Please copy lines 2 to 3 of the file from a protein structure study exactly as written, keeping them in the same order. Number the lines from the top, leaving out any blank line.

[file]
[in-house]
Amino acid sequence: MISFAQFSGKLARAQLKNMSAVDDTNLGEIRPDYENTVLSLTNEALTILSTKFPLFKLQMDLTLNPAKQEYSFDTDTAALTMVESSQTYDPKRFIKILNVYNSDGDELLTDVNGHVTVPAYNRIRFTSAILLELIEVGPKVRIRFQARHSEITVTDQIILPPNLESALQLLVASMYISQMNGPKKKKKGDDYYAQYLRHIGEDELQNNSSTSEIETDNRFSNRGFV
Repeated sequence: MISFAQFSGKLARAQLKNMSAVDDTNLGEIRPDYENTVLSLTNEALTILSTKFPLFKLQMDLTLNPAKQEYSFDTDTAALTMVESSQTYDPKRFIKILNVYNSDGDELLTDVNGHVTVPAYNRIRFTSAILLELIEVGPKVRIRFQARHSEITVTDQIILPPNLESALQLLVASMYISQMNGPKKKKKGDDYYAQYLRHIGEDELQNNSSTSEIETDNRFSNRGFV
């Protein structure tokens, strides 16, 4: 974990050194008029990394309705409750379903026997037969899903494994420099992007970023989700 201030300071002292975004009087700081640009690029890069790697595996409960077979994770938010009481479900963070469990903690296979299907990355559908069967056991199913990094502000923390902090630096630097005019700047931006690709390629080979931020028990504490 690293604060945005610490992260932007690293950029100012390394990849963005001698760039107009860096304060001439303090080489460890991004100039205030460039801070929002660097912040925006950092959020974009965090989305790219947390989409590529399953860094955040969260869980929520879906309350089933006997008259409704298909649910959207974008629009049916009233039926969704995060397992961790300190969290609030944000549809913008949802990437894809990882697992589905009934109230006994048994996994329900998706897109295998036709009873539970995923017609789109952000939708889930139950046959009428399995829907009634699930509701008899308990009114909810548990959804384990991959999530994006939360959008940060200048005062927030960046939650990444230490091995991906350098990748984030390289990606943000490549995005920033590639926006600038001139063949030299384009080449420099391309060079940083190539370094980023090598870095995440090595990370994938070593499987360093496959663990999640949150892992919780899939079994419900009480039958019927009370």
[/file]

Amino acid sequence: MISFAQFSGKLARAQLKNMSAVDDTNLGEIRPDYENTVLSLTNEALTILSTKFPLFKLQMDLTLNPAKQEYSFDTDTAALTMVESSQTYDPKRFIKILNVYNSDGDELLTDVNGHVTVPAYNRIRFTSAILLELIEVGPKVRIRFQARHSEITVTDQIILPPNLESALQLLVASMYISQMNGPKKKKKGDDYYAQYLRHIGEDELQNNSSTSEIETDNRFSNRGFV
Repeated sequence: MISFAQFSGKLARAQLKNMSAVDDTNLGEIRPDYENTVLSLTNEALTILSTKFPLFKLQMDLTLNPAKQEYSFDTDTAALTMVESSQTYDPKRFIKILNVYNSDGDELLTDVNGHVTVPAYNRIRFTSAILLELIEVGPKVRIRFQARHSEITVTDQIILPPNLESALQLLVASMYISQMNGPKKKKKGDDYYAQYLRHIGEDELQNNSSTSEIETDNRFSNRGFV